Eddy current testing is a non-destructive method for testing metal surfaces for defects such as cracks or discontinuities. Such surface defects have high-frequency electromagnetic interactions that allow them to be detected manually or automatically, depending on the requirement, and evaluated.
Defect resolutions of up to 30 µm are possible under optimum conditions. The testing is normally contactless. For this reason, eddy current testing neither damages nor contaminates surfaces.
Modern sensors, electronics, and software solutions offer a variety of application and evaluation options for the metal-producing and metal-processing industry as well as for mobile use in maintenance testing.
The extremely low media consumption and maintenance expenses of eddy current testing have made it one of the most economical and environmentally friendly non-destructive testing methods, and it is therefore widespread in 100% testing in production processes as well. In addition, the high testing speeds and the testing automation mean that the production process is not interrupted.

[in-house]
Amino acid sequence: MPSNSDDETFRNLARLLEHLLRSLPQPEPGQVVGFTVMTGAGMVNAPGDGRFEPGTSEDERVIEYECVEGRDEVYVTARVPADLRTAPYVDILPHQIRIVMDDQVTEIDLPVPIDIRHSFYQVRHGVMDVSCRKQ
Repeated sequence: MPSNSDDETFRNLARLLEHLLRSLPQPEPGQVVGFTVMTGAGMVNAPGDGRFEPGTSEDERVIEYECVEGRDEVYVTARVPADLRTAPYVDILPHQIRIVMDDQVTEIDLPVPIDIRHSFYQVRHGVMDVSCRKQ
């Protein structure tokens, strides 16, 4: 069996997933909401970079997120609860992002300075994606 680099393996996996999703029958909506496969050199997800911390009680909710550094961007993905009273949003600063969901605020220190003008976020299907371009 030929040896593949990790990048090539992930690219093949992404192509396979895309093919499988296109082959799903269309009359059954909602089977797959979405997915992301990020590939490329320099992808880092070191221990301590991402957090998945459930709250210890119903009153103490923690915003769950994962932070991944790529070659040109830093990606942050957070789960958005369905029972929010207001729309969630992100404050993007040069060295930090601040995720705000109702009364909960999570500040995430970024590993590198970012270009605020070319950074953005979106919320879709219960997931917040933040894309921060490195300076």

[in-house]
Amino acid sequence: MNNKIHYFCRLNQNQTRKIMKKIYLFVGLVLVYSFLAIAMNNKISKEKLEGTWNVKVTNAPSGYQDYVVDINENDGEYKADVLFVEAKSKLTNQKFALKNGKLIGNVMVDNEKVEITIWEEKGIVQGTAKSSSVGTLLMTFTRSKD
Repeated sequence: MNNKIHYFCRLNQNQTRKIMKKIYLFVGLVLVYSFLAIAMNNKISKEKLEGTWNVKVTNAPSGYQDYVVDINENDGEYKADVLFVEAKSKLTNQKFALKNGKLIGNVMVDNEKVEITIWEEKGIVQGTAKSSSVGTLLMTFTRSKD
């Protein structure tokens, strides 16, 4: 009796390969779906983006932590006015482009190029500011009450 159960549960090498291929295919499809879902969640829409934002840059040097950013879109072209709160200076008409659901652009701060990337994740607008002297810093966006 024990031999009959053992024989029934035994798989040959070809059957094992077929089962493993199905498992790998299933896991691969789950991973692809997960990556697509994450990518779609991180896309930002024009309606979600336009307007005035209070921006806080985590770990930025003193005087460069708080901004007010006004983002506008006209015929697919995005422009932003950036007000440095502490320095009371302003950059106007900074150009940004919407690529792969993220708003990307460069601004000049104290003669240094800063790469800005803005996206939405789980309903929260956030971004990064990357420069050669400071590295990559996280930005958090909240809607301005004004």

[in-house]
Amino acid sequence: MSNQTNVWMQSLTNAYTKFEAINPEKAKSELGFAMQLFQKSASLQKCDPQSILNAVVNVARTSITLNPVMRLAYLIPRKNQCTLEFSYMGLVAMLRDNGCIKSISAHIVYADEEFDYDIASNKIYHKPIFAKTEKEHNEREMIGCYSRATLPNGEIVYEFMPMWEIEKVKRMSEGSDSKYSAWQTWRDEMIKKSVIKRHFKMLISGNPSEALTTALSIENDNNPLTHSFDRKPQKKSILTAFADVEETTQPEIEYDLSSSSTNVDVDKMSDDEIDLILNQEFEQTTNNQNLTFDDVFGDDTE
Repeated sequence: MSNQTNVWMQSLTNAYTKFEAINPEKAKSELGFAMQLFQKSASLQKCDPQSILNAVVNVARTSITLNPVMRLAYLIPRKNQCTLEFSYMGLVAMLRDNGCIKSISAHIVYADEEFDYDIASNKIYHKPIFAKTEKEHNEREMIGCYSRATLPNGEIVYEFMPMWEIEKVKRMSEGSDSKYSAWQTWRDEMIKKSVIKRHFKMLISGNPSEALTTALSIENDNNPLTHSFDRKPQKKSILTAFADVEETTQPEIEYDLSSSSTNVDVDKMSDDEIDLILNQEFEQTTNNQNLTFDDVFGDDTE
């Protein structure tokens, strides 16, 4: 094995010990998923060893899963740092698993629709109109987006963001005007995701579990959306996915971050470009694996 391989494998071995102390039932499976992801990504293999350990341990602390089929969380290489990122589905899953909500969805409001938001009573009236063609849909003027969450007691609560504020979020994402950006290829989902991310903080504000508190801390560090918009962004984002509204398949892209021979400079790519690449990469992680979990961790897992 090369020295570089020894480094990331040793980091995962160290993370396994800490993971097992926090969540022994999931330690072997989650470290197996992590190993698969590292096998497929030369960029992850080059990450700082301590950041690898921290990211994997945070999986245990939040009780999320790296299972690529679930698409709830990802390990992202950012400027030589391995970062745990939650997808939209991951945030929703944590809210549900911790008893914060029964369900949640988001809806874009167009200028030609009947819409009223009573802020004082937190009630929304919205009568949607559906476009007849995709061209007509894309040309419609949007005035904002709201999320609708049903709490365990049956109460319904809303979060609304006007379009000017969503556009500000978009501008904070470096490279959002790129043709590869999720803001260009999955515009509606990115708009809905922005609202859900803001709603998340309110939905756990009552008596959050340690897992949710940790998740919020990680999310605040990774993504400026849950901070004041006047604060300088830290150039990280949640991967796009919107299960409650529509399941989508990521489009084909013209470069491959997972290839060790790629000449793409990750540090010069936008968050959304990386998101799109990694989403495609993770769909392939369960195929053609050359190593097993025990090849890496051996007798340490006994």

Eddy current testing in the field of semi-finished product and component testing covers a frequency range of up to 10 MHz and is used to test metals for surface defects. A wide variety of differential measurement coils are normally used for this. Standard sensors as well as customized adaptations are utilized.
Semi-finished products such as wires, rods, and tubes are inspected for transverse cracks and hole-like defects using the encircling coils, while the surface of semi-finished products are tested for longitudinal defects with rotating probes. Stationary probes can also be used to test critical points on components. The selection of the right sensor always depends on the testing task. This makes very high defect resolutions possible.
In metal detection, eddy current testing is used to generate an electromagnetic field with one or two frequencies that can be used to detect even the smallest quantities of hidden metals (e.g., steel, Fe, Al, Cu, Au, Ag).
The detection sensor emits an electromagnetic field to detect metallic objects using active sensors. This produces eddy currents in the detection object that in turn generate a secondary electromagnetic field that is detected by the detection sensor and used for evaluation.